Arts & Leisure

Bread & Puppet troupe returns to Middlebury

BREAD AND PUPPET Theater will return to the Middlebury Marble Works for its second performance this summer. On Sept. 3 the troupe will perform “Our Domestic Resurrection Circus” — a classic that’s been around for 51 years. Independent photo/Hanna Laga Abram

“Morning happens when enough birds loudly declare the sun.”

These words sang from a hand-painted banner at Bread and Puppet’s July performance in Middlebury’s Marble Works. That’s precisely what the 58-year-old, Glover-based performance troupe attempts to do with their summer show “Our Domestic Resurrection Circus” — now in its 51st year — but it looks different after COVID.

“This summer’s circus feels less bright, it feels heavier — which is apropos — it reflects the hard year,” Maryann Incoronata said.

Incoronata would know. She has been with the circus for 15 years, living, creating and performing.

“It’s my family at this point,” she said.

Since the early ’60s, the community that is Bread and Puppet has been forming and transforming around dancer, puppeteer and baker Peter Schumann and his wife, Elka Schumann, who died Aug. 1.

“Her life was a historical adventure novel,” son Max Schumann told VTDigger of Elka.

Elka was to thank for the Bread and Puppet Press, the iconic “cheap art,” which the company sells at its performances.

Elka and Peter founded Bread and Puppet in New York City in 1963 and moved their base to an old dairy farm in Glover in 1975.

There, company members live, farm and make art.

In an “ordinary” summer, there are often up to 100 artists, activists and performers — including seasonal apprentices — gathered in Glover to put together and perform “Our Domestic Resurrection Circus.” Right now, there’s about 25 people on the farm.

“We’ve scaled way back,” Incoronata said. She added that they decided not to run the apprenticeship program this summer for the sake of COVID safety. So everyone who’s involved has been at it before. But having less people isn’t easy, Incoronata said.

“It feels hard because we expect the same product with less people…but it always comes together,” she said.

With large papier-mache puppets, tall stilts, brightly painted flags and a live band, the theater uses satire to bring attention and action to local and worldwide issues.

“People have an easier time listening to puppets than listening to people,” Tori Lynn Ashford said. Plus, they make hard conversations and topics accessible to kids, she added.

Lynn Ashford is a puppeteer in Detroit, and this is her third season with the theater.

“I feel like a newbie compared to everyone else,” she laughed.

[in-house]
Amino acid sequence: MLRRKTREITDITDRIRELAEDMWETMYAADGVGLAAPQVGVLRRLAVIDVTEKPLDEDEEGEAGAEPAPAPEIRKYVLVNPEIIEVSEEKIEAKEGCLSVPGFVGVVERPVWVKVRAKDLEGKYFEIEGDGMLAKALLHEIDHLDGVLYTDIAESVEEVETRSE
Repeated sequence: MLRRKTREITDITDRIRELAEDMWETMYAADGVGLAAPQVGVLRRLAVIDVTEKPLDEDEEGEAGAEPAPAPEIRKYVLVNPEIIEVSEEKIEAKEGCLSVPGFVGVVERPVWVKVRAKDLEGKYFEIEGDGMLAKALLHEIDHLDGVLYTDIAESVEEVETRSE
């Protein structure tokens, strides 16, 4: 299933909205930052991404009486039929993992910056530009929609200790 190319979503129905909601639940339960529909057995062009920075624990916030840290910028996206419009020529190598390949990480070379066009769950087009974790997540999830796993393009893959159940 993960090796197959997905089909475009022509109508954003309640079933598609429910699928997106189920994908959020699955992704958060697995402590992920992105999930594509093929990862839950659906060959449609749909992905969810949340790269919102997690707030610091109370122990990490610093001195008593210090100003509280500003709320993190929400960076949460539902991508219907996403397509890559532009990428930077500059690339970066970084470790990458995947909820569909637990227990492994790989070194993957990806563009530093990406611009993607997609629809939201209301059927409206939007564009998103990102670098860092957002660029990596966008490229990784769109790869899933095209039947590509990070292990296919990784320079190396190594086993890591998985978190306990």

What draws her in, she said, is “the intersection of activism and politics with the land and community.”

That intersection lies at the heart of Bread and Puppet’s work. According to director Peter Schumann, the show is “in response to our totally unresurrected capitalist situation, not only the hundreds of thousands of unnecessarily sacrificed pandemic victims but our culture’s unwillingness to recognize Mother Earth’s revolt against our civilization. Since we earthlings do not live up to our earthling obligations, we need resurrection circuses to yell against our own stupidity.”

July’s performance included an act in which several U.S. Presidents, including Obama and Trump, placed a rope around a puppet designated “Cuba” and tugged it until it fell over. Another saw Zuckerberg, Gates and Bezos eaten by space tigers.

In direct response to the past year, the circus featured a special unemployment hotline with dressed up dancers who accompanied the endless and repetitive “on hold” music many have grown so familiar with, as well as two memorial acts honoring company members who have passed away in recent months.

In the middle of the show was a history lesson about the 1921 Tulsa Race Massacre that bears repeating.

“In the middle there, there’s really a drop to harsh reality,” Incoronata said.

She noted that she doesn’t feel the emotional weight of the show so much while she’s running around and performing, but when she sits and watches in rehearsal, “then it really hits.”

Incoronata said she hopes that “hit” gives people the fire they need to go speak out for what they believe in.

“There seems to be a trend to be somewhat apolitical in our speaking, like it’s impolite,” she said.

In an effort to facilitate real community dialogue, Bread and Puppet members always hang out after their shows, opening the Bread and Puppet Press and serving their trademark sourdough rye bread with fierce garlic aioli.

Last year, company members had to offer bread to audience members on more-than-6-feet-long pizza oven platters to maintain distance. As restrictions relax, this has gotten easier.

“I just feel like we’re able to be more hospitable this season than last…it’s great to have more dialogue post-show,” Lynn Ashford said.

And dialogue is where it all starts.

“I just hope (the show) brings people the inspiration to just talk about the world — with levity and with bravery,” Incoronata said.

Bread and Puppet will return to Middlebury on Sept. 3 and promises a colorful and thought-provoking experience for all ages. The performance will take place outside of Marble Works with the gate opening at 5 p.m. and the show running 6-7 p.m. Tickets, $20 or free for kids under 3, are available at townhalltheater.org.

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